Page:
The Band's Visit
Music and Lyrics by David Yazbek
Book by Itamar Moses, based on the film by Eran Kolirin
Choreographed by Patrick McCollum
Directed by David Cromer
Ethel Barrymore Theatre
Directed by David Cromer
Ethel Barrymore Theatre
By Lauren Yarger
Like streams in the dessert, The Band's Visit quenches a thirst for something satisfying on Broadway and it's different than any other drink being offered on the Great White Way.
First off, this musical doesn't feel like a musical. The score by David Yazbek (The Full Monty, Dirty Rotten Scoundrels) seems a natural part of the story, which follows an Egyptian police orchestra on its way to perform in a dedication ceremony in Israel. So when the musicians pick up their instruments, or the characters express themselves by singing a song with beats that sound conversational, it is an extension of themselves thanks to expressive lyrics (also by Yazbek) and a well-written book by Itmar Moses, based on the 2007 movie by Eran Kolirin. This production is the Broadway transfer of the acclaimed Off-Broadway world premiere last year at the intimate Atlantic Theatre Company, where it was sold out for most of its run.
When the band members arrive in Israel, they discover they are in Bet Hatikva, not Petah Tikvah, home of the Arab Cultural Center, whose opening they are to herald. Bet Hatikva not only doesn't have a cultural center, it doesn't have much of anything, really, according to Dina (Katrina Lenk, who undoubtedly will be nominated for a Tony award for her performance), owner of a cafe and one of the few non-apartment buildings in the area.
"Not Arab culture, not Israeli. Not culture at all," she tells Tewfiq (a wonderful Tony Shalhoub). "Welcome to nowhere."
Because there is no bus out until the next day and no hotel in the area, Dina provides dinner for the band and commandeers her neighbors into putting the members up along with her.
A welcome mat is rolled out for the Egyptians to join the Israeli's on a typical evening in Bat Haitikva. Simon (Alok Tewari), shares his unfinished a musical composition and brings peace to the home of Itzik (John Cariani) and Iris (Karen Sieh), who isn't sure she can deal with the demands of a new baby and no sleep. Meanwhile, Haled (Ari'el Stachel), who was responsible for the mix up in their travel plans, tries to avoid Tewfiq's relentless disapproval and seeks out a good time at the local roller rink. He offers advice (rather humorous) on picking up girls to Papi (Etai Benson), who is smitten with Julia (Rachel Prather), but is unable to work up the nerve to speak with her.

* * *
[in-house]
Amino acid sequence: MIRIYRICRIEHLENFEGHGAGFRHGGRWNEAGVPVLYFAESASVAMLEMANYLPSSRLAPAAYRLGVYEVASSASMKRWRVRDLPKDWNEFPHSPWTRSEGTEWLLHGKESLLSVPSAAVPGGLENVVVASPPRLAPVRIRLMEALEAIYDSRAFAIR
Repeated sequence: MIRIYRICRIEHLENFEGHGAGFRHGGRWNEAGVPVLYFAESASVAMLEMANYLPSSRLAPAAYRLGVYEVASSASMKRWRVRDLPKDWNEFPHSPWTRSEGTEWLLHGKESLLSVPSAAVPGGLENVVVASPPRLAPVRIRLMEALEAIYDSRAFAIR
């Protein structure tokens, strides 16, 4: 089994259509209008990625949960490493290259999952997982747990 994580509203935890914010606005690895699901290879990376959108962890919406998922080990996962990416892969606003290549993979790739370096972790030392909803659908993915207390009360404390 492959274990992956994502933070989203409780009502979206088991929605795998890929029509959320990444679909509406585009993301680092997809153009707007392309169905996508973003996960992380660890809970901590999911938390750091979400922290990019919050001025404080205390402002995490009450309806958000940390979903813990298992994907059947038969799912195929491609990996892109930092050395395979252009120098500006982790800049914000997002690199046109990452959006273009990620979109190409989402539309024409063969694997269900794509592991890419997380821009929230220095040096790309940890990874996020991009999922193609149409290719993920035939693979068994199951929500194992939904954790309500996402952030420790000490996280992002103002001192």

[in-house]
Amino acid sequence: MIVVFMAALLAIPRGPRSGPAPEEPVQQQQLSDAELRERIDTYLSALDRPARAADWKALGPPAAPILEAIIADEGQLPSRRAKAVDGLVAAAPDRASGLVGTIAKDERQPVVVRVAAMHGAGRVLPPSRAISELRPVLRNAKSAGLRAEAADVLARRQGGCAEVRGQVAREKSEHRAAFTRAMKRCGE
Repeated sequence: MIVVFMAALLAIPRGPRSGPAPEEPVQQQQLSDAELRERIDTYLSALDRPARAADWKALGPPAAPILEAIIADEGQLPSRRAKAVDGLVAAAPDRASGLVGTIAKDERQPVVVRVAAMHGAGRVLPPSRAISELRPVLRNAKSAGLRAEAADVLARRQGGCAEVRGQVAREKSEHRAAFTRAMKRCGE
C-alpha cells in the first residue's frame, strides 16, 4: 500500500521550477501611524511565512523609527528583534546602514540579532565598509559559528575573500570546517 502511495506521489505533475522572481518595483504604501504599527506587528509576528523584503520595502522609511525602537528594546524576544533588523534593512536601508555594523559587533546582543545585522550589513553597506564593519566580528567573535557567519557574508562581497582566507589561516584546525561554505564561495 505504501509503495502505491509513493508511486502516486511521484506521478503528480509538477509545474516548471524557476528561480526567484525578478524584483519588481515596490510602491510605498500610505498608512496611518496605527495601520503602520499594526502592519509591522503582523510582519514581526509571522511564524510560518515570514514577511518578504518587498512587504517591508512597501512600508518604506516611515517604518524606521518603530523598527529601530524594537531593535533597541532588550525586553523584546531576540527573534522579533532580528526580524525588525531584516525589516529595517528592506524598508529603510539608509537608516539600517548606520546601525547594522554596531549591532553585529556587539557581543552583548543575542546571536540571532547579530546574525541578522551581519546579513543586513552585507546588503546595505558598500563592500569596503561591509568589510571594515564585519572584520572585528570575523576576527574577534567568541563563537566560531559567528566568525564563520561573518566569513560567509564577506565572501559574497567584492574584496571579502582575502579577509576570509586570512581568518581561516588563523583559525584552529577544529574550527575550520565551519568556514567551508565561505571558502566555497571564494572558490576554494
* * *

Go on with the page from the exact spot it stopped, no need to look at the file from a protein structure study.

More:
Creating this world, with the help of a revolving stage designed by Scott Pask, is Director David Cromer, who works his magic to bring the audience into the intimate world of the characters. We feel for one character, known only as the Telephone Guy (Adam Kantor), who waits endlessly at a payphone for a call from his love. We're not sure exactly why he thinks she will call, or why it is so important that she does, but we really want that phone to ring.
Meanwhile, despite appearing to be dry form years of wandering in an emotional dessert, complete with failed relationships with men she probably shouldn't have been involved with in the first place, Dina finds herself drawn to the mild, polite Tewfiq. He touches a part of her she hasn't visited in a while -- a hope she felt when watching old romantic movies on TV. As she wonders whether Tewfiq might be the one she has been waiting for all these years, she sings a mesmerizing ballad, "Omar Sharif." Dina is sitting at the table talking with Tewfiq, but Lenk rises to present the song in an almost ballet movement that let's us see the thoughts crossing her mind (choreography is by Patrick McCollum). Tyler Micoleau's exceptional lighting design highlights Dina and in a less pronounced way, Tewfiq, but also lets us see the other characters in the shadows of the restaurant mimic her arm movements,. The effect is a stunning "time-stands-still" moment which no one does better than Cromer. And that ballad triggers a never-ending earworm once you hear it (sample a clip in the video below).
If the performances and music weren't enough to make this a top pick (probably of the season), there are some bonuses as well. The story is about people. Regular, decent people who open up and share with each other. In a plot that could have focused on politics since we have Jews and Arabs interacting, not always with the ability to express themselves clearly in a second language, here there aren't any. What a welcome respite -- like a stream in the dessert. Many playwrights and directors seem to think they have carte blanche to bash politicians they don't like, even if doing so doesn't add anything to the show. They should take a lesson from The Band's Visit, which in its silence about politics, says more about the good of humanity and the ability for people from different backgrounds to get along than any Trump bashing could, for example.
A second bonus is that the musicians who are on stage are really, really good. The Broadway production includes some more instrumental parts in the score (orchestrated by Jamshied Sharifi ) which allows the musicians to improvise. Don't leave at the curtain call, or you will miss a terrific encore.
The Band's Visit has hearts singing at the Ethel Barrymore Theatre, 243 West 47th St., NYC with tickets currently on sale through September, 2018. Performance times vary. Tickets are $59.00 - $189: thebandsvisitmusical.com.
Andrew Polk, Bill Army, Rachel Prather, Jonathan Raviv, Sharone Sayegh, Pomme Koch, Madison Madison Micucci and James Rana
Sarah Laux (Costume Design), Kai Harada (Sound Design), Maya Ciarrocchi (Projection Design), Charles G. LaPointe (Hair Designer), Andrea Grody (Music Supervisor and Music Director) and Dean Sharenow (Music Supervisor and Music Coordinator)
-- God's name taken in vain
-- Recommended for 12 and up